Unmusking the tree from which the Technoking apple fell


Unmusking the tree from which the Technoking apple fell

Elon Musk’s ideas seem shaped by his grandfather, but ‘worryingly his ideology is more dystopian than utopian’

John Authers

Where does Elon Musk get his ideas from? What is he trying to achieve and who does he want to be? Many of us are desperate to understand the world’s richest man, whose electric vehicle-maker Tesla is now, according to the stock market, worth $1-trillion. Jill Lepore, a historian at Harvard University, suggests Musk was shaped by his adolescent love of science fiction and the strange, science-obsessed politics of his Canadian grandfather.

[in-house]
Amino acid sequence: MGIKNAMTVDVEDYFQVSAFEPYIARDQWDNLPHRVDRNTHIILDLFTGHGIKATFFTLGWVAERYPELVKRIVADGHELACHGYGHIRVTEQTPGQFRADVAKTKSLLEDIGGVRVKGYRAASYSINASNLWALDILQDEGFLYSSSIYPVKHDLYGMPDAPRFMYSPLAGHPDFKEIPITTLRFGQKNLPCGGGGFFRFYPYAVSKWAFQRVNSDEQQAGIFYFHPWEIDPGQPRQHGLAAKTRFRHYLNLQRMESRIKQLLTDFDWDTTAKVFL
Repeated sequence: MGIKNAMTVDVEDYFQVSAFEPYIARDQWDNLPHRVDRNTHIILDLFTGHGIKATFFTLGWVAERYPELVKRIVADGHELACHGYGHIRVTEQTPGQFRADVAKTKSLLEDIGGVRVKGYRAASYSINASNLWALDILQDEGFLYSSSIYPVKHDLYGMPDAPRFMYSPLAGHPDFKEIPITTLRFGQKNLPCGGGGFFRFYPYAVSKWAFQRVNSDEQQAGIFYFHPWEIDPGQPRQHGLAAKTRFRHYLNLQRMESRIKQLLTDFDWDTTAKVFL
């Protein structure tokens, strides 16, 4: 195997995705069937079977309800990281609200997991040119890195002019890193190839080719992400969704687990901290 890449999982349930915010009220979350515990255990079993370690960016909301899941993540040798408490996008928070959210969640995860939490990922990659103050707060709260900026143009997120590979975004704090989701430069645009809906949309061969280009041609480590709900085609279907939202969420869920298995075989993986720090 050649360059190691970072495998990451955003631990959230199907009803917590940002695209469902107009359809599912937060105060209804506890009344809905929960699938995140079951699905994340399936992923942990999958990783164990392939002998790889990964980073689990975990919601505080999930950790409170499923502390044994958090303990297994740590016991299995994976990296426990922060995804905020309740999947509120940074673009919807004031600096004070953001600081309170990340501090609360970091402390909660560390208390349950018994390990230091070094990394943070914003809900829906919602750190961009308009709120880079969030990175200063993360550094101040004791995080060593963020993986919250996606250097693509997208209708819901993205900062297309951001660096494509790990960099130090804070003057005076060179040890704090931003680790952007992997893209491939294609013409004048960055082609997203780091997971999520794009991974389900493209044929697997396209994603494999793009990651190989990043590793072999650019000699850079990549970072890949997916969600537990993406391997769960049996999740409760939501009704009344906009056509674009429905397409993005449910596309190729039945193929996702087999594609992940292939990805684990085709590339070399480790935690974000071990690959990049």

Joshua Haldeman was a flamboyant character. Trained as a chiropractor, he performed in rodeos and sought adventure as an amateur archaeologist and pilot. After emigrating to SA with his family, he led a series of expeditions to find the mythical Lost City of the Kalahari. He died in 1974, when Musk was still a small child, but a photo shows that grandfather and grandson bear an uncanny resemblance.

In the 1930s, Haldeman led the Canadian branch of the Technocracy movement, when “technocrat” meant something very different from bland centrist politician. Then, it was a uniformed movement that marched under the Monad, or yin and yang, symbol, aiming to replace democracy with a society led by engineers. According to Lepore, Haldeman’s politics may have been his key bequest to his grandson...

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